Deciding to invest in digital metering infrastructure isn’t an easy one, considering the extensive debate regarding the cost-effectiveness of the technology. Now, researchers are developing a new model to help decision-makers weigh up the pros and cons.
Presenting at Ozwater’20 Online, Griffith University’s Ian Monks said the research aimed to identify, value and catalogue the benefits of employing digital metering to help water utilities broaden the scope of options considered.
“The objectives of the study were to quite simply find every benefit of digital metering that we could, tangible and intangible, and to develop a framework for identifying and valuing them,” he said.
Former Managing Operator at City West Water in Melbourne, Monks said leaks can cause a lot of adverse consequences, for both utilities and customers, and that digital metering may be able to relieve the impact of network issues due to the availability of data.
“[There’s] a lot of wasted water, unnecessary infrastructure and operating expenses to deliver the extra water. A leak might also include an angry customer, extra phone calls and maybe a billing dispute,” he said.
“There’ll be possible restricted flow to the property or even legal action for non-payment, or an escalation of the dispute to the Ombudsman. There might be a plumbing assistance expense, and the set up of a monthly payment plan.
“For the customer, there will be an elevated plumbing expense because the problem was not detected earlier. The customer will also be dealing with the inconvenience of restricted flow or maybe an insurance claim, with more phone calls and payment of an excess.”
Monks said more information about the context-based benefits of digital metering was clearly needed to help inform utility managers.
“Our search for benefits of digital water metering was extensive. As well as the academic and industry literature, we looked at annual reports, news and social media and vendor case studies, and we interviewed a number of people in the industry,” he said.
“Our survey of experts asked about the likelihood that the benefits could be achieved, and to quantify that benefit. We identified 75 possible benefits that had been previously unrevealed. All in all, 41 benefits were agreed upon by all the experts we surveyed.”
Quantifying the benefits
Monks said there were two significant findings from the study, both of which shed light on how utilities should approach their adoption of the innovative technology.
“[Firstly], increasing the range of benefits in the analysis and applying modeling based on expert opinions can strengthen the business case by applying a risk-based outcome,” Monk said.
“Secondly, the modelling only covers the benefits that have a dollar value to the water utility. Benefits to customers can shift their level of satisfaction. We think that’s worthy of further investigation.”
Monks said all the possibilities of digital metering were still not understood and that the water sector needed more education on these.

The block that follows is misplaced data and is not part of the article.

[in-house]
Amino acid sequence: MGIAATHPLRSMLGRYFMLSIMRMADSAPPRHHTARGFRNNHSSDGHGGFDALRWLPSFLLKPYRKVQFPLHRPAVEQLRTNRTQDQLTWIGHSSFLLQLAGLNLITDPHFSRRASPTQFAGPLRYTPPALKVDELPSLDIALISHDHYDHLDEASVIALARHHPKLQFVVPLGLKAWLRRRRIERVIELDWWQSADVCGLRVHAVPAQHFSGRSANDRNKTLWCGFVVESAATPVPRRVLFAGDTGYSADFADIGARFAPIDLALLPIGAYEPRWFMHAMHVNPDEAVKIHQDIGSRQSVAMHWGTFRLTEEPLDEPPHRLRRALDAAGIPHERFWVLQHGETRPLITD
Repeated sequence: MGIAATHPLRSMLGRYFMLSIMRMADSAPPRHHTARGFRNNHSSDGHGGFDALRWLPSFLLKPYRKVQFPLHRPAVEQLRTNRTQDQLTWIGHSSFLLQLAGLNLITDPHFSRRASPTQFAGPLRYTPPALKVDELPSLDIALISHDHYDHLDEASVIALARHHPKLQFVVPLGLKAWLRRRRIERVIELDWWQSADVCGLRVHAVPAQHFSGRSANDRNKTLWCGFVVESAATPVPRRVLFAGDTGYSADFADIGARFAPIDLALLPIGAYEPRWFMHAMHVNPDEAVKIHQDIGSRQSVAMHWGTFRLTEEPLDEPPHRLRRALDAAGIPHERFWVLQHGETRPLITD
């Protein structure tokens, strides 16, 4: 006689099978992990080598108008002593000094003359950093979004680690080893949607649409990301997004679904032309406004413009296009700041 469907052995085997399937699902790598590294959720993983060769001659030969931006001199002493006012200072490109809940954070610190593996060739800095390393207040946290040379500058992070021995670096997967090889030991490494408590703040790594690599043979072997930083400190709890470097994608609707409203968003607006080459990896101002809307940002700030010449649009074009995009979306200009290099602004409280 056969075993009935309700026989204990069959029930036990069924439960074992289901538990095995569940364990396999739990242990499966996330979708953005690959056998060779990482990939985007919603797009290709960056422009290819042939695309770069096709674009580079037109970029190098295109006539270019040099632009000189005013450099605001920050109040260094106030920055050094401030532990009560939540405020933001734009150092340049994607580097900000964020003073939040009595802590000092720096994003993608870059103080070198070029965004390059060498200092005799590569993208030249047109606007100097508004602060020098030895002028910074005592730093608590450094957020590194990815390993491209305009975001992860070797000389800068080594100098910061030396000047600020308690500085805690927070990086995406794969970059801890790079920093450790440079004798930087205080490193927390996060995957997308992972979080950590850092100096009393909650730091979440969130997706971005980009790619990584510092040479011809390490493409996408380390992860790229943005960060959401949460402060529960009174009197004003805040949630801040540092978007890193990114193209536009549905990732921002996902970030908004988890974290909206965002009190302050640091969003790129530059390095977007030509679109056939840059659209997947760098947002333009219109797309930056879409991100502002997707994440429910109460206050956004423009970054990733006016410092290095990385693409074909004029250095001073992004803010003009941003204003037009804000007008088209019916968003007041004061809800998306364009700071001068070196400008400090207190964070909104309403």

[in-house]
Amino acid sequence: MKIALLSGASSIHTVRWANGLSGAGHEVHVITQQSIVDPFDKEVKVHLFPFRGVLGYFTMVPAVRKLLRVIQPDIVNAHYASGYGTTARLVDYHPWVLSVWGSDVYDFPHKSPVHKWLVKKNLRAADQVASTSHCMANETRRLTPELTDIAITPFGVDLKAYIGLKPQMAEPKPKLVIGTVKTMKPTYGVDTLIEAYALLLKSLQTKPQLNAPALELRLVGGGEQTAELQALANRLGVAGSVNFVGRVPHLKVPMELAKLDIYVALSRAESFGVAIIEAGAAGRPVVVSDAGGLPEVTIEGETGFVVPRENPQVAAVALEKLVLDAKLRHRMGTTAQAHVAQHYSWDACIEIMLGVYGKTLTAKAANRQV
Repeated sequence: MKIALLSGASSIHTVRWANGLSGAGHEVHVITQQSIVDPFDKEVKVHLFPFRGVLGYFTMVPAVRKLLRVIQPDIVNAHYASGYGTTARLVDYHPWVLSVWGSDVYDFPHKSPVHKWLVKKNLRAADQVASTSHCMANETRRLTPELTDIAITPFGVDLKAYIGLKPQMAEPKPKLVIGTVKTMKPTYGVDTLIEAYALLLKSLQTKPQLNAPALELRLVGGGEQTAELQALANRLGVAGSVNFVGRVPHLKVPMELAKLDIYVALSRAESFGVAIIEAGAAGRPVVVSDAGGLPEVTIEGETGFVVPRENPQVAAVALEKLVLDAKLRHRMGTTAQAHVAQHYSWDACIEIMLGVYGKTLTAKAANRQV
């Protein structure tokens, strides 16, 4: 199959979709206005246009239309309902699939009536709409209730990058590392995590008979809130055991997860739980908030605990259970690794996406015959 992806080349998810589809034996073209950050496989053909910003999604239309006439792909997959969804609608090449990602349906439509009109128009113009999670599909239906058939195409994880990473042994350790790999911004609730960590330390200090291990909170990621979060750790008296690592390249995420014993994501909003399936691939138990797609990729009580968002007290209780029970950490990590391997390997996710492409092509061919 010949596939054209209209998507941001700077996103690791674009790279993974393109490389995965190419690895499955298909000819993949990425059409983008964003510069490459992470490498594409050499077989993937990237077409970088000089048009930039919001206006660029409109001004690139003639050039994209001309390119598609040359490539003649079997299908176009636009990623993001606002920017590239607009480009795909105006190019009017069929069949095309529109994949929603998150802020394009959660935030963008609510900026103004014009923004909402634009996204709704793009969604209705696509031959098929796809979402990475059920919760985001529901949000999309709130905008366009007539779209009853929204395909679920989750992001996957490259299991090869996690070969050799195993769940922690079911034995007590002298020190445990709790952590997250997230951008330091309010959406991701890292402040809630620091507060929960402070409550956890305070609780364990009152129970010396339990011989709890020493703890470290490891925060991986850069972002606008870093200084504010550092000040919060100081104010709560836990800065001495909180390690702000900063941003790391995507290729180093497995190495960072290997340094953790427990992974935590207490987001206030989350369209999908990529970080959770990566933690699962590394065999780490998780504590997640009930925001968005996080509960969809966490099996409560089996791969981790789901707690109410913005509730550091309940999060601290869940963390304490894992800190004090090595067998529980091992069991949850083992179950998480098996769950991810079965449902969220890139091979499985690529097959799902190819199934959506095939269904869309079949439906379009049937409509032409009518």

“The level of disagreement [among experts] between benefits indicates a need for more communication and discussion within water utilities, and with researchers and vendors,” he said.
“Benefits to customers are less understood than benefits to business. We think there is a need for more customer-focused staff to be involved in the potential digital metering data to improve processes.”
Some of the novel benefits discovered during the research include: more viable monthly billing arrangements, improved cash flow, eliminating the administration of payment plans, smoothing out the customer’s utility payments, and allowing customers to choose their billing date.
“Meter analytics is enhanced when more data is available to trend performance. Good meters can be left in service while failing meters can be detected and withdrawn. There is less write-off of high bills, and government assistance programs can be directed to the most needy,” Monks said.
Furthermore, Monks said the investment in and utilisation of digital metering helps to progress a utility overall, as changes are made to incorporate the data into decision-making. This helps make water utilities more operationally sophisticated across the board.
“Enabling these benefits leads us to consider just how mature a water utility might be,” he said.
“Moving towards digital metering advances a utility, but the big steps forward require data and leverage through in-house resources, external leverages or through off-the-shelf software systems.”
The study has helped to locate new areas of research, Monks said, but learning to apply digital metering cost-effectively will ultimately be up to each individual utility.
“This study has opened up new frontiers for research in water business efficiency and customer involvement in water service delivery,” he said.
“Advocates of digital water metering within industry, as well as vendors, might consider running multi-disciplinary workshops and disseminating research, case studies and post-project reviews to advance consensus and understanding.”
To learn more about Ozwater’20 Online and to register, click here.